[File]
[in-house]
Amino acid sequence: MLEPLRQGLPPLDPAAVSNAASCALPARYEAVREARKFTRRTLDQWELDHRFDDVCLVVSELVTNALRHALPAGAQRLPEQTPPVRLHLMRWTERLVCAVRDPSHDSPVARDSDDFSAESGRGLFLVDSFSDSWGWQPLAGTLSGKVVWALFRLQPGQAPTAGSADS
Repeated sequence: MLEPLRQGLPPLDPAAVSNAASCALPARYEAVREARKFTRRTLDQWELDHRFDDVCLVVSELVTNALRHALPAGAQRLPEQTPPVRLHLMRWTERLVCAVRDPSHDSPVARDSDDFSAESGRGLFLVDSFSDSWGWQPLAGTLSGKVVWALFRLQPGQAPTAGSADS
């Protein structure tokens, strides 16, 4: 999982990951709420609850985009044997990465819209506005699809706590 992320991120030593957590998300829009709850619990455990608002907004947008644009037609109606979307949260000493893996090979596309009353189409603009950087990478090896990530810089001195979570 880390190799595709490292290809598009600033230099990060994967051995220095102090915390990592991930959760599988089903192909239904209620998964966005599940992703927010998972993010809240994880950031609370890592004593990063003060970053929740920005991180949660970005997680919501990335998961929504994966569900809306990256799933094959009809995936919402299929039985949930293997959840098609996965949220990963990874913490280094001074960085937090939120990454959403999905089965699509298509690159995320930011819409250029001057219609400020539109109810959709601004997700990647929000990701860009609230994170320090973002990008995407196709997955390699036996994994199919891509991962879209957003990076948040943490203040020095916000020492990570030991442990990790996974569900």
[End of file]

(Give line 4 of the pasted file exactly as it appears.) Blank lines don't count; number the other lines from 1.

């Protein structure tokens, strides 16, 4: 999982990951709420609850985009044997990465819209506005699809706590 992320991120030593957590998300829009709850619990455990608002907004947008644009037609109606979307949260000493893996090979596309009353189409603009950087990478090896990530810089001195979570 880390190799595709490292290809598009600033230099990060994967051995220095102090915390990592991930959760599988089903192909239904209620998964966005599940992703927010998972993010809240994880950031609370890592004593990063003060970053929740920005991180949660970005997680919501990335998961929504994966569900809306990256799933094959009809995936919402299929039985949930293997959840098609996965949220990963990874913490280094001074960085937090939120990454959403999905089965699509298509690159995320930011819409250029001057219609400020539109109810959709601004997700990647929000990701860009609230994170320090973002990008995407196709997955390699036996994994199919891509991962879209957003990076948040943490203040020095916000020492990570030991442990990790996974569900």